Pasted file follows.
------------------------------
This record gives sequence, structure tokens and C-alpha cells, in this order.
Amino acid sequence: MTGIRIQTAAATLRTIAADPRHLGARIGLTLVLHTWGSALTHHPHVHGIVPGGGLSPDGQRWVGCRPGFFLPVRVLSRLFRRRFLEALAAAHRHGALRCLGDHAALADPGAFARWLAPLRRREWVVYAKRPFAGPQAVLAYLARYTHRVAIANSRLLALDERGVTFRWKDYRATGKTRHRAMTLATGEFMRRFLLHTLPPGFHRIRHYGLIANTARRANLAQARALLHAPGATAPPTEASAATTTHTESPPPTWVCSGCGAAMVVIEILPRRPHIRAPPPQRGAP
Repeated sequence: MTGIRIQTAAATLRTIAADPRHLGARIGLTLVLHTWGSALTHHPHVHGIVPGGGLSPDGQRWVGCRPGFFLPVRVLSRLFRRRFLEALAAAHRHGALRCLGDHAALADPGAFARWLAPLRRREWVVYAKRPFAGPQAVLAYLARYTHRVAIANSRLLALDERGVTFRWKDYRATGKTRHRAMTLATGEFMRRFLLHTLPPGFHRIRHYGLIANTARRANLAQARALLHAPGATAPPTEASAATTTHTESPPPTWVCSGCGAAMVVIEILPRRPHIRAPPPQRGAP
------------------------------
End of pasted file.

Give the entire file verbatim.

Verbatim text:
This record gives sequence, structure tokens and C-alpha cells, in this order.
Amino acid sequence: MTGIRIQTAAATLRTIAADPRHLGARIGLTLVLHTWGSALTHHPHVHGIVPGGGLSPDGQRWVGCRPGFFLPVRVLSRLFRRRFLEALAAAHRHGALRCLGDHAALADPGAFARWLAPLRRREWVVYAKRPFAGPQAVLAYLARYTHRVAIANSRLLALDERGVTFRWKDYRATGKTRHRAMTLATGEFMRRFLLHTLPPGFHRIRHYGLIANTARRANLAQARALLHAPGATAPPTEASAATTTHTESPPPTWVCSGCGAAMVVIEILPRRPHIRAPPPQRGAP
Repeated sequence: MTGIRIQTAAATLRTIAADPRHLGARIGLTLVLHTWGSALTHHPHVHGIVPGGGLSPDGQRWVGCRPGFFLPVRVLSRLFRRRFLEALAAAHRHGALRCLGDHAALADPGAFARWLAPLRRREWVVYAKRPFAGPQAVLAYLARYTHRVAIANSRLLALDERGVTFRWKDYRATGKTRHRAMTLATGEFMRRFLLHTLPPGFHRIRHYGLIANTARRANLAQARALLHAPGATAPPTEASAATTTHTESPPPTWVCSGCGAAMVVIEILPRRPHIRAPPPQRGAP